Day 5 & 6 were the conference days, and I also worked during both days, so that’s why I’m putting them together. Working from Hawaii is really not as rough as it sounds though, so don’t worry.
So Monday morning, aka Day 5, I got up bright and early to help with the conference registration. We were also passing out Agathon Group mugs, so that was my main responsibility. I was also told to tell people about the party that night that we were hosting. So it was a “Morgan, go talk to people” type of job, which you all probably realize I don’t really mind.
I helped setup the conference table, which was of course inside of all kinds of open air architecture, like I mentioned before. Here are a couple pics of what it looked like from or near my spot at the registration table.
Yeah, it was rough.
So eventually I had lunch with everyone, and then took off to go work elsewhere. However, I wasn’t sure exactly where I’d find reliable internet, and I figured it wouldn’t hurt to stay close to the guys at the conference, so I decided to work from the lobby of the hotel, which looked like this:
Yep, that’s the lobby. I worked next to an indoor waterfall.
So it was a rough spot to work from.
After the first day of the conference wrapped up, it was time for the Agathon Group hosted after party at a bar across the street called Tiki’s (with free food and drink, no less, and not just for me!).
The location of Tiki’s is absolutely amazing, as it overlooks Waikiki beach. Our party happened to start right at sunset.
(you can click on that one for the bigger image)
It’s also apparently customary for Tiki’s staff to blow the conch horn (or whatever you can it) at sunset
All of us got delightfuly tanked at the party, and talked to a lot of cool people from the conference. Ron said something that I totally agree with which was that he’d never been to a tech conference with so many socially adept people. It was refreshing.
The next morning (Day 6), Ron and I decided to join the Aloha on Rails run, which was a (you guessed it) run that started at the nearby starbucks and went for 4.5 miles. Ron is in far better shape than I am, and turns out, everyone that showed up was too. So I made it about 2 miles and stopped and looked at the ocean for a while. It was a run around Diamond Head (that big mountain that I could see from my hotel room balcony), and unfortunately I didn’t bring my camera/phone, as I was entirely covered in sweat (which would soon become a them of this trip).
Since I got done with my part of the run early, and I actually had no reason to be at the conference everyone else was going to, I decided to go for a little swim in the ocean (why not, it’s right there). So all in all that was a refreshing and exhilirating (if not a little exhausting) way to start the day. It’s hard for me to imagine why most of the inhabitants of Hawaii don’t do the same (maybe you’d just get tired of it, I suppose).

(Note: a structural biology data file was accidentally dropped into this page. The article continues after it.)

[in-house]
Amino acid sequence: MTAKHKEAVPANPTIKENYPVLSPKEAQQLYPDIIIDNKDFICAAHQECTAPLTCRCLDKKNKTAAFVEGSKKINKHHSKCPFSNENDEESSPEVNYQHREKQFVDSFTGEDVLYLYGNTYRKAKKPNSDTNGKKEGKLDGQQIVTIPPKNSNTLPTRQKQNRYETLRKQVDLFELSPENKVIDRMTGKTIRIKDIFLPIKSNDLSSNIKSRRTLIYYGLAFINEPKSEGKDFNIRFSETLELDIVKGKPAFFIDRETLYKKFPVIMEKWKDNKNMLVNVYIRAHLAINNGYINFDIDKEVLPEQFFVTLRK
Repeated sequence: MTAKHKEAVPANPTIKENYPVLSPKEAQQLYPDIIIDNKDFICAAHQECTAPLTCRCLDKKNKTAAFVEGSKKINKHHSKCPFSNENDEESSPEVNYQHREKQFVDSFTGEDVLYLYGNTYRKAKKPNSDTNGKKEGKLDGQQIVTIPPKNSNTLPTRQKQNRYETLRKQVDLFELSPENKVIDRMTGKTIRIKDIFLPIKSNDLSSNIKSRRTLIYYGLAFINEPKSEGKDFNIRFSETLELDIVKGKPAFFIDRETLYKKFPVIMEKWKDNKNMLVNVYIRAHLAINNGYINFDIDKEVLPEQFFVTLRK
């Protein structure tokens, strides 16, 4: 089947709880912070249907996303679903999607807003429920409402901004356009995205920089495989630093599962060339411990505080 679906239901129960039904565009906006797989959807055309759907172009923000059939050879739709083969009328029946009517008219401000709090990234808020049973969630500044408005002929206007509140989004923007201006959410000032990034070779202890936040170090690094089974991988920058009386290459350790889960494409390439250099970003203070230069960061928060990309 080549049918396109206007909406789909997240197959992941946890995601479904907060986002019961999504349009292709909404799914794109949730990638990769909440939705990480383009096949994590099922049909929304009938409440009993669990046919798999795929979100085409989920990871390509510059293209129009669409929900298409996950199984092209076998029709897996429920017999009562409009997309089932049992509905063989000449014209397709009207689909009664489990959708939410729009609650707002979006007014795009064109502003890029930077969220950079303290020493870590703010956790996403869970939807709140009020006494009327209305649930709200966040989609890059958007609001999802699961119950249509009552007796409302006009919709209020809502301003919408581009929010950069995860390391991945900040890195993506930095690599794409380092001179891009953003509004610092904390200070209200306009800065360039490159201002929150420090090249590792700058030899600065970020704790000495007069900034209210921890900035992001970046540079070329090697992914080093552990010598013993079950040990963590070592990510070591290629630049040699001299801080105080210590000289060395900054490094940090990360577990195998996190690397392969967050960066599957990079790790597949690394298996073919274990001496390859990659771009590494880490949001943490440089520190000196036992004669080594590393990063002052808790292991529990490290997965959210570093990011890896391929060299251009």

I also decided to have breakfast in the restaurant in the lobby of the hotel, which happens to sit on the beach, and offered a lovely view of the ocean.
Eventually, after working during the day, I ended up at what ended up being my favorite coffeeshop (Island Vintage Coffee). The coffee there is 100% Kona, and is amazing. They also have wifi, and just happened to have a little balcony that I could sit on while working
Well while I was working, in this little courtyard started up a dance/martial arts show. So I had to take pictures of that as well.
You can’t tell from any of those pictures, but these kids could do some of the craziest flips I’ve ever seen.
Eventually I stopped working and met up with everyone. The conference was techincally over at this part, but everyone was still staying for another day, so we all had dinner together. We at at Cheesecake Factory, which we knew would make Alan roll his eyes, as we could eat that anywhere.
Meal aside, Luke brought his lovely wife Mandi and adorable child Clair along with on the trip. Clair was very shy, especially of the big loud guy with the crazy hair, but I was able to get a couple pictures anyway
After dinner I took a cab to an open mic that Alan had informed me of (I had packed a guitar with me afterall, I may as well use it). So I headed to a place called On Stage, which is like the Red Line Tap of Honolulu (for you Chicago folks), except nowhere near the talent leve of RLT.
The music was quite mediocre, but the bartender was great, people gave me great feedback, and a couple old Hawaiian dudes bought me beers all night. Highlight of the night was when one older guy remarked “you know who would do that one song of yours really well? Nickelback!” I died a little inside. But overall it was a good time.
This guy was the Honolulu version of Cliffy Time.
Eventually it wrapped up and I took a cab back to the hotel, where I needed to get to bed right away, as early the next morning, Joel, Ron, and I were planning on hiking Diamond Head, that mountain that had been staring at us since we got there. Oh it was go time.